Sparing ANWR Senate approves defense bill
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The Senate approved a $345 billion defense spending bill on Tuesday night, rejecting a controversial amendment that would have opened up the Arctic National Wildlife Refuge (ANWR) to oil and gas drilling.

By a vote of 99 to 0, the Senate authorized funds for the Department of Defense and military spending at the Department of Energy. Earmarked for fiscal year 2002, which began on Monday, the money represents an 11 percent increase of $34.2 billion over last year's level.

Approving the package had been a top priority due to September 11's terrorist attacks. But there were fears the bill would be delayed by pro-drilling advocates seeking to force the Senate into debating energy policy.

Last week, Sen. Frank Murkowski (R-Alaska), the ranking Republican on the Energy and Natural Resources Committee, was threatening to stall Senate action. "I am prepared to hold up normal legislative business to get an energy bill to the floor," he said.

Sen. Jim Inhofe (R-Okla.) wanted to go a step further and have the defense bill include ANWR provisions. In an opinion piece published in The Washington Times yesterday, he said drilling in the refuge was not just an energy issue but a national security one.

"My purpose is not to block the necessary defense bill, but rather to advance a similarly necessary energy security measure," he argued. Arguments against drilling in ANWR are "out-of-date and out of touch with reality," he continued.

As the day wore on, however, action on energy never occurred. Lawmakers like Sen. John McCain (R-Ariz.), a member of the Armed Forces Committee, urged fellow members to act in a spirit of national unity.

"I'm worried that in a few minutes, the Senate may undo all that good work of the past three weeks, and bring an end to the bipartisan cooperation that has distinguished this institution, and give the public a reason to be ashamed of us," said McCain.

The message appeared to have worked. In the early afternoon, the Senate by unanimous consent agreed to advance the defense bill, as Majority Leader Sen. Tom Daschle (D-S.D.) called a vote to limit debate.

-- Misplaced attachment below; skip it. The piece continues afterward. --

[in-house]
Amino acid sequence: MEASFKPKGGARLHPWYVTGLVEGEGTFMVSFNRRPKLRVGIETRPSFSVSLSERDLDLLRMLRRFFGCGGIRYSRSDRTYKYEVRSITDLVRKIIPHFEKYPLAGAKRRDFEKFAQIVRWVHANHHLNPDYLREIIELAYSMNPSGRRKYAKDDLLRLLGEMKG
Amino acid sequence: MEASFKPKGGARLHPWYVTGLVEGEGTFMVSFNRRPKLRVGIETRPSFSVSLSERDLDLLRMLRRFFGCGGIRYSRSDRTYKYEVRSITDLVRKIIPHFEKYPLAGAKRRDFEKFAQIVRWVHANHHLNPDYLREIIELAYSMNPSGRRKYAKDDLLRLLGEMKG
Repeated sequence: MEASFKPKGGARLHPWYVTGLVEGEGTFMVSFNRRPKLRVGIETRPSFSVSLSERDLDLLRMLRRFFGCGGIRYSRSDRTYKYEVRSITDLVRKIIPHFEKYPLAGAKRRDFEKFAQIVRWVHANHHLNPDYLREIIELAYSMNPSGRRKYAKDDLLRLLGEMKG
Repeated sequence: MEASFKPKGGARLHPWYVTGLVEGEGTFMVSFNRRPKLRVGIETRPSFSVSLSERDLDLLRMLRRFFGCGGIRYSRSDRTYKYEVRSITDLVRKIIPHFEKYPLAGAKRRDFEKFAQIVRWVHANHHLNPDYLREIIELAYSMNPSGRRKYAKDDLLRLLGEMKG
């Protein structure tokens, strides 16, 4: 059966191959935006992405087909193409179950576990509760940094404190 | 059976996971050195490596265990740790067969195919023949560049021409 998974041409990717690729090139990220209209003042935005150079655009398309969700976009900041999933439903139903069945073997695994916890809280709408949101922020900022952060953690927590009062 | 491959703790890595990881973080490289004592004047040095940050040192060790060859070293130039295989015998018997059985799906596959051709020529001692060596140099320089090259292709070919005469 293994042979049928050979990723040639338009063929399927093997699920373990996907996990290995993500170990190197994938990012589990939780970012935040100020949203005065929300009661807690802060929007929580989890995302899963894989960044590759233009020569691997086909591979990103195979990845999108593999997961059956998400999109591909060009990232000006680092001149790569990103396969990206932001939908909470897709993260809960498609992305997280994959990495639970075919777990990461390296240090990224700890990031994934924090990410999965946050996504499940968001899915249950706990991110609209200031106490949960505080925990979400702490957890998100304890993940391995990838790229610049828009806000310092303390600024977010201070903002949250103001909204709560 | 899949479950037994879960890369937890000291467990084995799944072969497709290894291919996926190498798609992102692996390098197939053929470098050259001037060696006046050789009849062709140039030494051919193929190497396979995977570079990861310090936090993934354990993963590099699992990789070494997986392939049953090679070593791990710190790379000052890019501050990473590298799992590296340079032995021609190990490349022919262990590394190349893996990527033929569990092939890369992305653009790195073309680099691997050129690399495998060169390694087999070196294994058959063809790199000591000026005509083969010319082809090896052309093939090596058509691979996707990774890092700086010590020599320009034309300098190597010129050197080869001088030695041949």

By that time, Inhofe had softened his stance. "There is nobody on this floor who wants to have a defense authorization bill more than I do," he said.

Among those who have opposed development is the Gwich'in Nation, who fear drilling will disturb the Porcupine caribou herd on which they subsist. Assurances by Secretary of Interior Gale Norton and others that development can occur in an environmentally sensitive way have not swayed their position.

Inupiat Eskimos who own land in ANWR's coastal plain, the area targeted for development, have supported drilling. They predict financial and other benefits should the land be opened up.

The House has already approved a comprehensive energy bill that allows exploration in 2,000 acres of ANWR. Senate leaders have given no indication on when the chamber would consider its own version of the bill.

Sen. Strom Thurmond (R-S.C.), 98, did not vote yesterday. After collapsing on the Senate floor, the oldest member of Congress was taken to an area hospital, and is said to be doing fine.

Relevant Links:
Gwich'in Steering Committee -
Oil Issues in ANWR, US Fish and Wildlife -
The Arctic National Wildlife Refuge, US Fish and Wildlife Service -
The Arctic National Wildlife Refuge, Pro-Development site -

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